They on some electric-Jazz-funked-up soul tip. Black Jazz Records’ collection of artists and music totally makes sense. They were from The Bay Area, a place rich in untold Jazz history and LSD awakenings. According to LA Weekly, the 70’s record label’s master tapes were for sale on Craig’s list until Snow Dog Records scooped them and reassured their preservation. Calling it “Black Jazz Radio,” music connoisseur Gilles Peterson delivers a “rare groove” mix comprised of some of his favorite jams from the label.
This is cleaning the house, feeding your baby, waiting for the train, painting and drawing type of music. At the bottom, peep BJR’s original black and white album covers for each song in the mix.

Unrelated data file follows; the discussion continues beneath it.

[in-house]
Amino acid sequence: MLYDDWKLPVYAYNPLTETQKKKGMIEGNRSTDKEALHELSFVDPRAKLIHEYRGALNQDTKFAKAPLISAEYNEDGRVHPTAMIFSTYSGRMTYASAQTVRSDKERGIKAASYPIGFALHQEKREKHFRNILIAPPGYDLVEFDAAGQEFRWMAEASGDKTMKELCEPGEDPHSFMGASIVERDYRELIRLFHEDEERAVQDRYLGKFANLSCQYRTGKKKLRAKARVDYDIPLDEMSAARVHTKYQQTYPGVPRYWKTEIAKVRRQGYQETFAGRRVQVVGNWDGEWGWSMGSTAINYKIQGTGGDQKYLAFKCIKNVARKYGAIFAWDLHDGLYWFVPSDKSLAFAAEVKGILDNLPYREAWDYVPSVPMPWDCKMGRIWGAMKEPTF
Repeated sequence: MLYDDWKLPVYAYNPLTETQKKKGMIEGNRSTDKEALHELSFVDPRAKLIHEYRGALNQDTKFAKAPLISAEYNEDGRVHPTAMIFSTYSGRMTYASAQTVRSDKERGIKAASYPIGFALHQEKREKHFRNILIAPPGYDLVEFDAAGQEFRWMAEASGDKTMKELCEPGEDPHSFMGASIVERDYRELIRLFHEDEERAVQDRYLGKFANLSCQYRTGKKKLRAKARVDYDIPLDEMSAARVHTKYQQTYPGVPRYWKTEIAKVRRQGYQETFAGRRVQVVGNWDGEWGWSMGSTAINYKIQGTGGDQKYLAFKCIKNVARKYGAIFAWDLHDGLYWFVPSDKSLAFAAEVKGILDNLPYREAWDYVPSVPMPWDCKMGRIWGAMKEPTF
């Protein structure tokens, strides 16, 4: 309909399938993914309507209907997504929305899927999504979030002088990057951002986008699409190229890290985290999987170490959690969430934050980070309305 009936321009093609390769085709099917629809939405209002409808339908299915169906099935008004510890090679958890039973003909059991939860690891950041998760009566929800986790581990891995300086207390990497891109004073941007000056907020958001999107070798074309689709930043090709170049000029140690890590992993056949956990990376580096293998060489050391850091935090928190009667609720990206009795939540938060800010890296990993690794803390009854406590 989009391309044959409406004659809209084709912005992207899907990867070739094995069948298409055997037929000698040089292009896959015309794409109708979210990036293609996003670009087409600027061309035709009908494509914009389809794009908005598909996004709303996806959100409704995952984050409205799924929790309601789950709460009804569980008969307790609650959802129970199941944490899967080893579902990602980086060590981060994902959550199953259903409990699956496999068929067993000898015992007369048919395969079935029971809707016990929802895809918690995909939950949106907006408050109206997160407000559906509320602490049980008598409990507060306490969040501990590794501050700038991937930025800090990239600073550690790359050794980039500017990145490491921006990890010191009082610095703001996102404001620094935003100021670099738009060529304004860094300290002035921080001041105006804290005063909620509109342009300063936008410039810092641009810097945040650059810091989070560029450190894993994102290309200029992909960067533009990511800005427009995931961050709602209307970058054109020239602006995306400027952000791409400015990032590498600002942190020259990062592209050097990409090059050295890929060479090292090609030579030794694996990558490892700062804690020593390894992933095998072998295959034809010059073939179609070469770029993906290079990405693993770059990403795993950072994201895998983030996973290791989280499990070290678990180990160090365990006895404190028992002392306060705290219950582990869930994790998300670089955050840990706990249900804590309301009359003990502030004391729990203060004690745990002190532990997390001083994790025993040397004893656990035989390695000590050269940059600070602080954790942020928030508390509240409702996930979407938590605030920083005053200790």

Snow Dog Records: Gilles successfully links the disparate corners of a first-class soul/jazz/funk catalogue (Black Jazz, 1971-1976) with tracks by Calvin Keys, Doug Carn, Kellee Patterson and label head Gene Russell, while making the listener nearly forget the thread that ties the tracks together. At the apex of the mix, he drops one of the all time great spiritual jazz cuts ‘Higher Ground’, its hymn-like quality a surprisingly apt lead-in to Cleveland Eaton’s funk chant ‘All Your Lover, All Day, All Night’ a tribute of a different sort – and yet the mood remains constant. The mix could easily incorporate tracks by other early-mid 1970’s like-sounding giants Tony Williams, EWF, Sugarcane Harris, or Funkadelic, but the label’s five years of existence more than suffice to provide enough raw material for this devastating jazz/funk journey.